Advocates of campaign finance regulation, what George Will calls “speech rationing,” say letting corporations — including non-profit corporations — spend unlimited money on political speech corrupts democracy.
Actually, muzzling speech is what corrupts democracy and the point of it: i.e., to protect our freedoms, including freedom of speech.
Protecting these freedoms is a vital political good, even if some speech is deplorable.
The recent Supreme Court decision, Citizens United v. FEC, dramatically strikes down unconstitutional limits on electioneering by businesses and non-profits. But it leaves intact unconstitutional limits on their direct contributions to campaigns.
It also doesn’t touch requirements forcing campaign donors to disclose personal information. In his partial dissent, Justice Clarence Thomas pointed to how California donors giving more than $100 must reveal their names and addresses, info then publicized on the Internet. Supporters of a recent controversial ballot proposition were subjected to intimidation and property damage as a result.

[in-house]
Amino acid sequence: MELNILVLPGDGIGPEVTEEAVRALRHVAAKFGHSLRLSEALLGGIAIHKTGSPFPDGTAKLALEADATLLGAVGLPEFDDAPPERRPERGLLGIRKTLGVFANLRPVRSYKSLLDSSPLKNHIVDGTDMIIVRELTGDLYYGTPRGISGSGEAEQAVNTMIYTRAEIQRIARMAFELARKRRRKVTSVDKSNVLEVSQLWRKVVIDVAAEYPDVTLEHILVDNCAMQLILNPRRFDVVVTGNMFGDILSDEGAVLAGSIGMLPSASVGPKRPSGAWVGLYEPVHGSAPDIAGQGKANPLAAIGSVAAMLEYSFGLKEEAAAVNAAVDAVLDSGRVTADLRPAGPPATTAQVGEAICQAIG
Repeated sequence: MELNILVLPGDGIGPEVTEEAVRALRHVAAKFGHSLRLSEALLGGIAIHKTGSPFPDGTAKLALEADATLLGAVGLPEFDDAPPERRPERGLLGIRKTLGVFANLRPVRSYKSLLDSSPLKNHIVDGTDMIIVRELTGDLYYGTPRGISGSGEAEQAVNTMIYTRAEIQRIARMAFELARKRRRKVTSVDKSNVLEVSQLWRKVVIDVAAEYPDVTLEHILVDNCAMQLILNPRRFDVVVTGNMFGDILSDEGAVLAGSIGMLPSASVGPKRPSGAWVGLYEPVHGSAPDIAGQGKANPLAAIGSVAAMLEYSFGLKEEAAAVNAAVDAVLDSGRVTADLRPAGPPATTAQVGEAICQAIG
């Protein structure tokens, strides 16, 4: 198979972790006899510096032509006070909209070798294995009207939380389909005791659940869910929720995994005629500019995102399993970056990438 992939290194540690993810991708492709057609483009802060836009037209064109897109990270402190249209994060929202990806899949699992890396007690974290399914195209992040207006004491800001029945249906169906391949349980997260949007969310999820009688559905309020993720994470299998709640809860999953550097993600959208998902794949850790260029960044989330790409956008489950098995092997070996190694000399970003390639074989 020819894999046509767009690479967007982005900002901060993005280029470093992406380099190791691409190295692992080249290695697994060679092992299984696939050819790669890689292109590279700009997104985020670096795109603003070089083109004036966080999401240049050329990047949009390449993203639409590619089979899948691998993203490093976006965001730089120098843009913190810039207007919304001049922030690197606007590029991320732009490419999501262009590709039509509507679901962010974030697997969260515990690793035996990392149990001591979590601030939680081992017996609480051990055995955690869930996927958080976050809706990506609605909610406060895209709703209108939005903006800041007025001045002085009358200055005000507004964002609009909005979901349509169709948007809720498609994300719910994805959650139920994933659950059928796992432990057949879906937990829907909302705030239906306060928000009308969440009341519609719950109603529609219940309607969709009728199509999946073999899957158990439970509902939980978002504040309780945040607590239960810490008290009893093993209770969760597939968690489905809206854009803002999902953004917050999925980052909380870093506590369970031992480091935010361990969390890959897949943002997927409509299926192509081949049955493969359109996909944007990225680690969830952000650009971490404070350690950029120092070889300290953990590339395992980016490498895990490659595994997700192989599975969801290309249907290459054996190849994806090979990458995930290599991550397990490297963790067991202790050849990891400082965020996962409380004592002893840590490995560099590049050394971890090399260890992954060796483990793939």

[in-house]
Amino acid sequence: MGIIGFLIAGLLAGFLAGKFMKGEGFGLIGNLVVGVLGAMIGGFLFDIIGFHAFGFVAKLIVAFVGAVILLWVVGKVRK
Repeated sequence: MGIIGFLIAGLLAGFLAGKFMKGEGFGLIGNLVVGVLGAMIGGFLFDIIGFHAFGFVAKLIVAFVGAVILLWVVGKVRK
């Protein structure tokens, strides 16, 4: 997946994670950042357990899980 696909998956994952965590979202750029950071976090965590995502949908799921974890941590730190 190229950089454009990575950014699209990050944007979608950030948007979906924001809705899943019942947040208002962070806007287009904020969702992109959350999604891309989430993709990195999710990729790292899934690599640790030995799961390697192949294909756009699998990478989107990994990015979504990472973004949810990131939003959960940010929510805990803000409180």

The disclosure laws have spawned what Justice Thomas calls “a cottage industry that uses forcibly disclosed donor information to pre-empt citizens’ exercise of their First Amendment rights.”
Thomas is right. And campaign finance regulation should be tossed out root and branch.
This is Common Sense. I’m Paul Jacob.